The food industry and clinical analysis, among other sectors, require the development of techniques and devices that detect pathogens, while the development of implantable devices needs biocompatible materials with low degradation in biological environment to increase the lifetime of the device. Throughout this work, hydrogenated amorphous silicon-carbon alloy is proposed, obtained, characterized and incorporated into the development of a proposed interdigitated microelectrode array (PIMA) to capture the bacteria of enterotoxigenic Escherichia coli (E. coli, ETEC). a-SixC1-x:H is obtained by the technique of plasma-enhanced chemical vapor deposition (PECVD) using methane and silane as precursor gases under high hydrogen dilution and low power density in order to improve its biocompatibility. Functionally the PIMA is a transducer based on electrical impedance, namely the capture of E. coli bacteria causes changes in the electrical properties of the medium between and on the microelectrodes of the array, which are associated with changes in electrical impedance. The simulations were made with the purpose of knowing the operation that the PIMA would have under operating conditions (with bacterial environment) and of analyzing the design aspects that could affect or increase the sensitivity of the array.
food Industry, biological environment, enterotoxigenic, microelectrode array, vapor deposition
A biosensor is a device that integrates the biochemical recognition of biological compounds (proteins, DNA, viruses, bacteria, cells, etc.) with a signal transducer. Therefore, the specification of a biosensor comprises the recognition method and the transduction method. When any of these elements is changed, the biosensor changes, then there are as many biosensors as there are possible combinations of recognition and transduction methods. Among the most common recognition methods are ion recognition, affinity interaction, nucleic acid hybridization, enzymatic action and recognition using cells and tissues of biological origin. The list of transducers, instead, is a bit longer and starts by differentiating between free-label and label-based transducers. In biosensors in which any compound in the recognition process is not detectable, other compound can be used to label one or most product compounds and to do them detectable by the corresponding transducer. In this case the transducer is known as label-based.
The development of materials for biosensors involves a sequence of steps, which comprise from the selection of the method of obtaining of the material to the tests on device. These steps must be always oriented according to the required properties of the material. Depending on the application, morphological, structural, chemical, optical, mechanical, electrical, among other properties should be adjusted. The excellent mechanical, chemical, electrical and optical properties of hydrogenated amorphous silicon-carbon alloy (a-SixC1-x:H) makes this material an excellent candidate for the fabrication of devices whose structure requires mechanical stability, high electrical resistivity, transparency to sunlight, thermal stability and resistance to corrosion and wear.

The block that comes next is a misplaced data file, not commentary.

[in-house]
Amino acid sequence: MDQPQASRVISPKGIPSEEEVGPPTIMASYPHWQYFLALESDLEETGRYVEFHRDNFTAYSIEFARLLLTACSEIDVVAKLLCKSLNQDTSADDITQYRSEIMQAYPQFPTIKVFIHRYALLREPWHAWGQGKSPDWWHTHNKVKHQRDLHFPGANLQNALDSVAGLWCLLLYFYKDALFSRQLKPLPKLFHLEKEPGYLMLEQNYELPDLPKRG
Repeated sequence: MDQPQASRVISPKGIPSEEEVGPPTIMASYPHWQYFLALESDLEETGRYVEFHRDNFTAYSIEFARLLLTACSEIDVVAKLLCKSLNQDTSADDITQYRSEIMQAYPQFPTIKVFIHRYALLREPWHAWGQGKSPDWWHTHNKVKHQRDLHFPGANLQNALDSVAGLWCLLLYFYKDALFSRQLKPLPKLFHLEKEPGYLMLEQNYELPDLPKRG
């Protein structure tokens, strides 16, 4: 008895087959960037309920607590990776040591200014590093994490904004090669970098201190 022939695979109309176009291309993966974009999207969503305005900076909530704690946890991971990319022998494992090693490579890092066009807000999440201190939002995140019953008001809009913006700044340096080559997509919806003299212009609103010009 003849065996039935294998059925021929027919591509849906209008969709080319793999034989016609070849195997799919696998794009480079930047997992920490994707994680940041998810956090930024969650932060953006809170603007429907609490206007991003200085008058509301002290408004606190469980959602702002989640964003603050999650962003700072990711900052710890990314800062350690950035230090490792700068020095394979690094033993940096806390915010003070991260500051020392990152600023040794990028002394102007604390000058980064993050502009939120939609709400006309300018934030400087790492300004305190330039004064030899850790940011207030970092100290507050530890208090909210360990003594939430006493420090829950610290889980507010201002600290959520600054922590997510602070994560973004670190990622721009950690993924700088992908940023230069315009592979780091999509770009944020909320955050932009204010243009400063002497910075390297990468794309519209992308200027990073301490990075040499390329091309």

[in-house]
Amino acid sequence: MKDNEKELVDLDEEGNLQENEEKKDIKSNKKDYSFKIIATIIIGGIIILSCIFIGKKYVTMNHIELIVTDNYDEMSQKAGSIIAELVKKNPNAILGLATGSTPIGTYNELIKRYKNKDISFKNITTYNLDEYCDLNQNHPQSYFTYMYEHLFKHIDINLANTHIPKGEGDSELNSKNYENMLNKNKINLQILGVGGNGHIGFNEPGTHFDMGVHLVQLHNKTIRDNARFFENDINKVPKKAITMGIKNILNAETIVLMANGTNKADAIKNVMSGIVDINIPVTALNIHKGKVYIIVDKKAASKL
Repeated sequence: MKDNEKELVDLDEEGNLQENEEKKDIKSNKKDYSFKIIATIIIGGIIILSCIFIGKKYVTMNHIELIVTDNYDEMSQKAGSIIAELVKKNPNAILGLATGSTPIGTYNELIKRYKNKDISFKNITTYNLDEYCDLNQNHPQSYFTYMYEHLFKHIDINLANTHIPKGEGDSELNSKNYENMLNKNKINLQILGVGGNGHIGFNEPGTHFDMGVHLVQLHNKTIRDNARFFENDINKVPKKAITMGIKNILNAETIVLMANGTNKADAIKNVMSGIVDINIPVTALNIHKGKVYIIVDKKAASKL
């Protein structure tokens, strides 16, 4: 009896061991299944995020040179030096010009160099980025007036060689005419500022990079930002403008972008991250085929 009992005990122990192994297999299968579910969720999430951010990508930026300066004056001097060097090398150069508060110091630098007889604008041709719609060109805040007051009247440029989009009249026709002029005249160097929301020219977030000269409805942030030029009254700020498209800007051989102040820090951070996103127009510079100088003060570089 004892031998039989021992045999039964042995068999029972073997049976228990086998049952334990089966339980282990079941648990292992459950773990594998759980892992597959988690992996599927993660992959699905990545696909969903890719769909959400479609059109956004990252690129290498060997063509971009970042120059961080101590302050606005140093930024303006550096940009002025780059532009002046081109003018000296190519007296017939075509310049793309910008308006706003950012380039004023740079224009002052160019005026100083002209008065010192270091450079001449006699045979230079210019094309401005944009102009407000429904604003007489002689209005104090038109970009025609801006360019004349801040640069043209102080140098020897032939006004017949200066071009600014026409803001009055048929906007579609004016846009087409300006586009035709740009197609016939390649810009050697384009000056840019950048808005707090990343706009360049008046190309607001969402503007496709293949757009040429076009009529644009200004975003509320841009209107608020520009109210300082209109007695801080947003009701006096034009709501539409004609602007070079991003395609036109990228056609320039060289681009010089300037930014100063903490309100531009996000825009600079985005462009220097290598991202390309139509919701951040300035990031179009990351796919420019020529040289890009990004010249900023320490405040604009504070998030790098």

The deposition of a-SixC1-x:H by PECVD is carry out in a reactor with the necessary gases in the chamber of deposition. The reactor can be of two types, capacitively or inductively coupled. On the one hand, a reactor coupled capacitively consists of a pair of flat parallel plates, with one plate operating as support for the substrate on which the film will be deposited. On the other hand, a reactor coupled inductively is surrounded by wire, which is part of the winding inductor, which gives rise to the electromagnetic field inside the deposition chamber when it is excited by the supply.
The pressure in the chamber during deposition influences the density of reactive species and hence the deposition rate; under low pressure, although the reactive species are more energetic owing to its longer mean free path, the density of species in the plasma is lower, which reduces the deposition rate. Moreover, it has been reported that at low pressures the films have low uniformity . The substrate temperature, instead, affects directly the morphology of the film. Increasing the substrate temperature, the kinetic energy for migration of absorbed molecules increases, and thus the reactive species can find the site energetically more favorable during deposition, improving the structure of the film (lower degree of disorder) and reducing the residual stress.